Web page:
Candidates match seats on central committees
Newcomers and veteran members join June 26 ballot
Central committee members chosen by the two major political parties in Maryland’s counties help fill vacancies that occur in other elected positions, get a starting ground for potential aspirations of their own, and basically help out for the good of the party.
In St. Mary’s, next month’s primary ballots for the Democratic and Republican parties list tallies of candidates that exactly match the number of seats on each party’s local central committee.
The Democratic ballot, structured to include both women and men, includes female candidates Diana D. Donahue of Mechanicsville, Heather Marin Earhart of Leonardtown, Laura Hart of Mechanicsville, Caroline Miller King of California and Jane Loughran of Piney Point. Male candidates include Bill Bates of Leonardtown, Michael D. Brown of Lexington Park, Shane Mattingly of Lex- ington Park, Sal Raspa of Lexington Park and Collin Jay Foster, a teenager in Piney Point who will turn 18 this summer.
Foster, a senior at Leonardtown High School, said that neither state nor county bylaws list an age requirement for serving on a central committee, but “it’s kind of interpreted that you have to be 18 by the time of the general election. You have to be a registered Democrat to be able to run. You can’t vote at 16; you can just register. I got my [driver’s] permit at the same time.”
Foster’s political interests accelerated when he started high school. “That’s when I came out as gay,” Foster said. “It was a critical period for LGBT rights. It was a hot topic at the time, in politics.”
Sending emails and letters to lawmakers throughout the country, Foster soon “realized how politicized it was, for good and bad reasons,” and the scope of his political involvement broadened when he learned of his disabled grandmother’s risk of losing benefits. “I started with civil rights, and branched off from there,” he said. “I felt it was necessary to protect the things that let my grandmother live.”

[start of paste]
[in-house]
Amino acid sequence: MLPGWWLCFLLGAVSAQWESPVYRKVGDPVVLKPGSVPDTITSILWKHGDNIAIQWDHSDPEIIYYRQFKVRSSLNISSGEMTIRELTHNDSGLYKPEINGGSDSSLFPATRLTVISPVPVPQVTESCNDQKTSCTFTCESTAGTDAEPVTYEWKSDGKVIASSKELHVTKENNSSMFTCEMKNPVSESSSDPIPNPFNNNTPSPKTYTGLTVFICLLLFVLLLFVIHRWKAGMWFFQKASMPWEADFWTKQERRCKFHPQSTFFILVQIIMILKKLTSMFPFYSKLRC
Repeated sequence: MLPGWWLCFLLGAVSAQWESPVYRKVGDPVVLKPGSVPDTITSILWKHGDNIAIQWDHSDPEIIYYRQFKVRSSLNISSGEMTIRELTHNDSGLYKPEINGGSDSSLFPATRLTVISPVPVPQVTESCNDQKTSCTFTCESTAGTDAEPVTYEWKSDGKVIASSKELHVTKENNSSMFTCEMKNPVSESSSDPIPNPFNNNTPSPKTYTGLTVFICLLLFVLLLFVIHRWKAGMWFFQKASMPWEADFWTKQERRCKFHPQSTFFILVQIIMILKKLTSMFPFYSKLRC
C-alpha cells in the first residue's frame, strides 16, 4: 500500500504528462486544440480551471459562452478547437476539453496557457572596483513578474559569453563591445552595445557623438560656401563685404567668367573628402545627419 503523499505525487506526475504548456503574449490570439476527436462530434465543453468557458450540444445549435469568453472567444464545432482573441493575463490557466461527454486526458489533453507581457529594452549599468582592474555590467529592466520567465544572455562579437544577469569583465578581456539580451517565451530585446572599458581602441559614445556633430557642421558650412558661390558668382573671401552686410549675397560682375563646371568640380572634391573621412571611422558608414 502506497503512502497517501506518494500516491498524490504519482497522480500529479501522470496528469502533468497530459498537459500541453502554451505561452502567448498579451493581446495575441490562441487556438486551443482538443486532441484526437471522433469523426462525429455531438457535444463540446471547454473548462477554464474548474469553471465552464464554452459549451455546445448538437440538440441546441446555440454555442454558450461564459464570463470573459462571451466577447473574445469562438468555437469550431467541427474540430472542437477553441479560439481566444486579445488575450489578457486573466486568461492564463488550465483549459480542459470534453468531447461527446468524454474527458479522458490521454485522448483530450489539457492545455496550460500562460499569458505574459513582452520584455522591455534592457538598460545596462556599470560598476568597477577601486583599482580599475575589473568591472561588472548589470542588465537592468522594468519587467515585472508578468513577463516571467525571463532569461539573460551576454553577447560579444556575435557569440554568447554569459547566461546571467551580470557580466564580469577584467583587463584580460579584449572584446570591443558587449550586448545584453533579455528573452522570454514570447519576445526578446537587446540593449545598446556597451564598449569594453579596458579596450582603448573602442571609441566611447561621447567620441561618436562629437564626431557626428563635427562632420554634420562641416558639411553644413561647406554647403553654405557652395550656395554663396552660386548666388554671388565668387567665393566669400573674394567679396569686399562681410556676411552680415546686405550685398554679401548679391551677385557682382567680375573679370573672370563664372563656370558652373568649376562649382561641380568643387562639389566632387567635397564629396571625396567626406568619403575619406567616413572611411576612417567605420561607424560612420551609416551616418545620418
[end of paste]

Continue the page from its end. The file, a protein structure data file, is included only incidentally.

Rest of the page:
The 2016 election “made me realize that this is a crucial period for me to get involved,” he said, and as the local component of a broader “wake-up call for our party,” he added, “the central committee helps shape our vision and representation in the county. It starts at the grassroots level.”
Continuity is a key component in this year’s slate of candidates for the St. Mary’s Republican Central Committee, which includes Bryan M. Barthelme II of California, Jacinta Bottoms-Spencer of California, Jennifer Hayden Boyd of Bushwood, Kevin Cioppa of Lexington Park, Joe DiMarco of Mechanicsville, Cody Hance of Great Mills, Jodi Stanalonis of Hollywood, Karen P. Wathen of Leonardtown and Hollywood resident David Willenborg, the panel’s chairman.
“The entire committee will be returning,” Willenborg said, compared to a crowded field for the job four years ago. “The last election, we had 22” candidates, he said, including some who “were libertarian-leaning Republicans. They had a clique.”
This year’s lineup includes two committee members who were appointed to fill vacancies that occurred, Willenborg said, including Wathen, who filed in this year’s election after her appointment, and Hance, who filed as a candidate before being interviewed and appointed to serve out the current term.
“For us, it’s just the way it worked out,” Willenborg said of the current panel’s continued service.
Collin J. Foster’s interest in politics, and elected office, has gotten an early start.